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Publication numberUS7100229 B2
Publication typeGrant
Application numberUS 10/929,187
Publication dateSep 5, 2006
Filing dateAug 30, 2004
Priority dateAug 28, 2003
Fee statusPaid
Also published asUS20050044635
Publication number10929187, 929187, US 7100229 B2, US 7100229B2, US-B2-7100229, US7100229 B2, US7100229B2
InventorsJames R. O'Reagan
Original AssigneeSpan-America Medical Systems, Inc.
Export CitationBiBTeX, EndNote, RefMan
External Links: USPTO, USPTO Assignment, Espacenet
Shear reducing mattress system
US 7100229 B2
Abstract
A foam mattress system having transverse support ribs is provided for reduction of shear stress between a person's skin and the surface of the mattress system. The mattress system may include a mattress to be used independent of other mattresses or springs, or a mattress pad to be used atop other mattresses or springs, and either may be used on both a flat bed and a bed with an inclined torso section. The mattress system includes transverse, lateral support ribs upon the support surface of the mattress. The support ribs have a predetermined cross-sectional geometry that is curvilinear with a superior aspect generally disposed for receipt of a person and a smaller inferior aspect opposite. The inferior aspect of the cross-section of the support ribs may undercut the portion of the support ribs vertically above it. Having such cross-sectional geometry, the support ribs are thereby directionally oriented, either toward the foot or toward the head of the mattress system. The mattress system may include support ribs that are directionally oriented toward the foot of the bed in regions adapted for the person's upper torso, buttocks, and lower legs, and directionally oriented toward the head of the bed in a region adapted for the person's thighs. The mattress system may also include longitudinal cuts in the support surface, perpendicular to the transverse support ribs, thereby defining independent support cells upon the support surface.
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Claims(27)
1. A patient support mattress, comprising:
a main body of resilient material, said main body having a head end and an opposed foot end and defining a length between;
an upper support surface defined by said main body, for receipt of a person reclined thereon;
said upper support surface including a plurality of directional support ribs disposed transverse to said length;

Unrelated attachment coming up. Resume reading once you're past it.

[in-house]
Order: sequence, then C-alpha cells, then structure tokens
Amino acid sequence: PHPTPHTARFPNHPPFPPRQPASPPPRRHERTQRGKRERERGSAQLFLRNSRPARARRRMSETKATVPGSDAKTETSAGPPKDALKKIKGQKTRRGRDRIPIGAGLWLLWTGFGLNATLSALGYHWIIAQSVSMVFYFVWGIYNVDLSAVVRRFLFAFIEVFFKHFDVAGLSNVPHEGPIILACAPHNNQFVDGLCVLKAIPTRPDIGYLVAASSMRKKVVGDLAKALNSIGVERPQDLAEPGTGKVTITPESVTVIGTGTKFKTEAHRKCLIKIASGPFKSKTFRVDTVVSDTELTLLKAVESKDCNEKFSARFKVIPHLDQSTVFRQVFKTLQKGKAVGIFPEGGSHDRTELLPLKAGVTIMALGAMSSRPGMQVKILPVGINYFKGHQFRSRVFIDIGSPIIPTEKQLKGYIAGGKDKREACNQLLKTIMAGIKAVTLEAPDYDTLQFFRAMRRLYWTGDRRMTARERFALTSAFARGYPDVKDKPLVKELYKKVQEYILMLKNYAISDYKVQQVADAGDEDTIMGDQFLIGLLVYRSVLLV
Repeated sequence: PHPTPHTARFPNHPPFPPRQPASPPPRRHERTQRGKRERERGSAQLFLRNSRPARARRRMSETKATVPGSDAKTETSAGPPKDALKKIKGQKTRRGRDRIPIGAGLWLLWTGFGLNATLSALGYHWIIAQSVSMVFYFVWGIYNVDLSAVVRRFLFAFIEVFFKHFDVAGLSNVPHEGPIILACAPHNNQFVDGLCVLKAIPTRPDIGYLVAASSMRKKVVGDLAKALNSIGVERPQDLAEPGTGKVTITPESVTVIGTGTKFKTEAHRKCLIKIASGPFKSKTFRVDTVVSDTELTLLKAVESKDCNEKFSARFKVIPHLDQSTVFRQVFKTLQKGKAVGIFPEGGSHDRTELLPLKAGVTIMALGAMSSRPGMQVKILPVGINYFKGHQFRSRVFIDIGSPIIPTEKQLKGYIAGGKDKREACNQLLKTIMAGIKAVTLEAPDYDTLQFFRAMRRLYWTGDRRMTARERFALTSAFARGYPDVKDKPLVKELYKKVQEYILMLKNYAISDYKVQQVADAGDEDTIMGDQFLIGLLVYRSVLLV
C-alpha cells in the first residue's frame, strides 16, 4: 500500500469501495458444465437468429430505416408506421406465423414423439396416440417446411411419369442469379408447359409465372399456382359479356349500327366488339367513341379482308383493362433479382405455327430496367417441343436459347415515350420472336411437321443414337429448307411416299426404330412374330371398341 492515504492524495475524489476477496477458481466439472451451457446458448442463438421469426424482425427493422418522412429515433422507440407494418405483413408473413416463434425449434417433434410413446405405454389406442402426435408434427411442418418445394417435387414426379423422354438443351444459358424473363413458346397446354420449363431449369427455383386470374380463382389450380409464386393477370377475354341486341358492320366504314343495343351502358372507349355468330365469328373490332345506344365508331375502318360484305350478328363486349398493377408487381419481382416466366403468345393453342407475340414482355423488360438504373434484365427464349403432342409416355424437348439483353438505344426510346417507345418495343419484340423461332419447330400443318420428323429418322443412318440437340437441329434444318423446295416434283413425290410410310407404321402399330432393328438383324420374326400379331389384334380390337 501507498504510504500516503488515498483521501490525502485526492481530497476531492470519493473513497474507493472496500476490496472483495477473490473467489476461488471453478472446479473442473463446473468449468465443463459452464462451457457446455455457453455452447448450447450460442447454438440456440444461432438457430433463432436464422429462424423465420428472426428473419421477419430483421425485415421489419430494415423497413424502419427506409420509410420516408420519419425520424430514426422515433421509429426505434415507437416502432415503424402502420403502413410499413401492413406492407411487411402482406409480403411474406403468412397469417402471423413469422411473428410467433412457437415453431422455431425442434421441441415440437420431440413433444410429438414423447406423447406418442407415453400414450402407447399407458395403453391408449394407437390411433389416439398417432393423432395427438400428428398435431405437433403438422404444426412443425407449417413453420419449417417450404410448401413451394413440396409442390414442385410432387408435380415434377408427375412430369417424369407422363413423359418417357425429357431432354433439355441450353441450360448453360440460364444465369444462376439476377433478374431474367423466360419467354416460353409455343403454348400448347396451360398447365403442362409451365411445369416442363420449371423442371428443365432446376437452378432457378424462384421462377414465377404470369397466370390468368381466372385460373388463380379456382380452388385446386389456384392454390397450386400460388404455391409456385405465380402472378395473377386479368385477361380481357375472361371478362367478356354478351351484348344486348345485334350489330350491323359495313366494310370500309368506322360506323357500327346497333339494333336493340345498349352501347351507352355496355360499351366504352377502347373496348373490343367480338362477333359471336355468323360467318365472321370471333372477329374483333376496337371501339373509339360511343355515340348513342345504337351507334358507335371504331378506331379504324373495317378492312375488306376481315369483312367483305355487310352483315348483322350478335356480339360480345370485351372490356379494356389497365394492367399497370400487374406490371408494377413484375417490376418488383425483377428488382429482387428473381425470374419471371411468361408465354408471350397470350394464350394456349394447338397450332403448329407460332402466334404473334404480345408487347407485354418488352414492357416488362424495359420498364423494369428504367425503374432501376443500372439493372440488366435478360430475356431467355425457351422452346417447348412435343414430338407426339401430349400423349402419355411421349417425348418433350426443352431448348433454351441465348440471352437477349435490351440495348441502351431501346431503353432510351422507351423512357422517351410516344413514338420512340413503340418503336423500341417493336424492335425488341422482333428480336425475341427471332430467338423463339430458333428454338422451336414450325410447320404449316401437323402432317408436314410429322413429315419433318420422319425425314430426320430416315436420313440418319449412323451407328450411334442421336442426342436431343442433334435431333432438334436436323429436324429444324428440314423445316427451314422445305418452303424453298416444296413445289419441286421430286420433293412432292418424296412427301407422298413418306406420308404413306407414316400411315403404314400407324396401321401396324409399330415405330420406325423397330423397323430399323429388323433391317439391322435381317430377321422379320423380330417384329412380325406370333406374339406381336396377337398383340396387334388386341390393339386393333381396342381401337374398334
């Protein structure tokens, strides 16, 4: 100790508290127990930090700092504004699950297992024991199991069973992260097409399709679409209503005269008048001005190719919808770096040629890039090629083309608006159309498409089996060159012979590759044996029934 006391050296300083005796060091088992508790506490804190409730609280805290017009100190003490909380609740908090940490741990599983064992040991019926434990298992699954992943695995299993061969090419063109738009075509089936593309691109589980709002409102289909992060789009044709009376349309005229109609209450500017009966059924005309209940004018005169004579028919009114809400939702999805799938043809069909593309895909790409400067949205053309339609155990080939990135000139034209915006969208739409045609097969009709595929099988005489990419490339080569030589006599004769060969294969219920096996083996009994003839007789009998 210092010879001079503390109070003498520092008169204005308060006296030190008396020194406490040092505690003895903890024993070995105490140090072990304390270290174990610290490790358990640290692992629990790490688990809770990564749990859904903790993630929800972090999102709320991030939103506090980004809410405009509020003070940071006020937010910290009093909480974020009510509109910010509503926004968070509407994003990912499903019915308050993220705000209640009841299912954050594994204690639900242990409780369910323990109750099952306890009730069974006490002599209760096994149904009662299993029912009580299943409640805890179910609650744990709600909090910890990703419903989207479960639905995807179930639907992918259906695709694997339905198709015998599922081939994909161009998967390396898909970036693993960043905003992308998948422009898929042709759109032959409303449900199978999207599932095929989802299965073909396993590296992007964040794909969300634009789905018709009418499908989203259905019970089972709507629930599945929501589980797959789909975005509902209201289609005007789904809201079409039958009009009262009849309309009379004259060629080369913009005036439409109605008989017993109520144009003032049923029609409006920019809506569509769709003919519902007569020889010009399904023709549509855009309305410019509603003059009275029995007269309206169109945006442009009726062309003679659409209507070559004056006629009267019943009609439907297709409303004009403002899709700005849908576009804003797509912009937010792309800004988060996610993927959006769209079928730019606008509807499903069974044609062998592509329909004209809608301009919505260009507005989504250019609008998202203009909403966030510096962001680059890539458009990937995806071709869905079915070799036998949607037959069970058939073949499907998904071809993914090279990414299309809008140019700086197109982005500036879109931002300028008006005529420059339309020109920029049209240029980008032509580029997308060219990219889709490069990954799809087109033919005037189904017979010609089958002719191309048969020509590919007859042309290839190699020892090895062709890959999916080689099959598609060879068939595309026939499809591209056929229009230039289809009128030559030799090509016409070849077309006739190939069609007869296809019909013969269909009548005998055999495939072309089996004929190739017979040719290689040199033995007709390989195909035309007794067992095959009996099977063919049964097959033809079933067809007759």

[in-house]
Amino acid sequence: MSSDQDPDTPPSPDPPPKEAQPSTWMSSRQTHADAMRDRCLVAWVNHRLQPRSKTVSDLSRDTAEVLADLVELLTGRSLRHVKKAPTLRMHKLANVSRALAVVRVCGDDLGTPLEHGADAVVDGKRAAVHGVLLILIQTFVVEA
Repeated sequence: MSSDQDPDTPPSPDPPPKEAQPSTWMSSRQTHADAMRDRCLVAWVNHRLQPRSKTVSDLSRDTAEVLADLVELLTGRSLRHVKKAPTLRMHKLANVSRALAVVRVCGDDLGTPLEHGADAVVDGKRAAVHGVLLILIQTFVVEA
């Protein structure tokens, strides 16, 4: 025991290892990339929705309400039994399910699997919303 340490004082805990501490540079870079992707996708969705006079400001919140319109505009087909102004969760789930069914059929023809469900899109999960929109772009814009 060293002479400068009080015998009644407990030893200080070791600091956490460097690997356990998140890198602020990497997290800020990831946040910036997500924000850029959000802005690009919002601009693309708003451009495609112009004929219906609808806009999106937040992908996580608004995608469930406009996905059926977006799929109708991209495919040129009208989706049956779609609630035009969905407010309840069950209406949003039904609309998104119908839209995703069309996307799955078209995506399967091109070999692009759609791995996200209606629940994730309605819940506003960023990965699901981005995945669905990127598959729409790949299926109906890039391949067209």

each said directional support rib defining a cross-sectional geometry, said cross-sectional geometry including a superior aspect disposed generally for contact with a person upon said mattress, said superior aspect curvilinear;
each said directional support rib resiliently biased toward a said end of said mattress, said bias defining a directional orientation.
2. The patient support mattress of claim 1, wherein said mattress includes a thigh support zone disposed for support of the thighs of a person reclined upon said mattress, said thigh support zone including a plurality of said directional support ribs having directional orientation toward said head end of said mattress.
3. The patient support mattress of claim 1, further comprising an upper torso support zone disposed for support of the upper torso on a person reclined upon said mattress, a gluteal support zone disposed for support of the gluteal region of a person reclined upon said mattress, a thigh support zone disposed for support of the thighs of a person reclined upon said mattress, and a lower leg support zone disposed for support of the lower legs of a person reclined upon said mattress.
4. The patient support mattress of claim 3, wherein said thigh support zone includes a plurality of said directional support ribs having directional orientation toward said head end of said mattress, and wherein said upper torso support zone and said gluteal support zone and said lower leg support zone include a plurality of said directional support ribs having a directional orientation toward said foot end of said mattress.
5. The patient support mattress of claim 3, wherein each said support zone is generally planar, each said support zone converging with an adjacent said support zone.
6. The patient support mattress of claim 4, wherein each said support zone is generally planar, each said support zone converging with an adjacent said support zone.
7. The patient support mattress of claim 6, said mattress bendable generally between said gluteal support zone and said thigh support zone, to allow elevation of said head end of said mattress.
8. The patient support mattress of claim 1, further comprising a plurality of cuts formed in said upper support surface along said length.
9. The patient support mattress of claim 5, further comprising a plurality of cuts formed in said upper support surface along said length.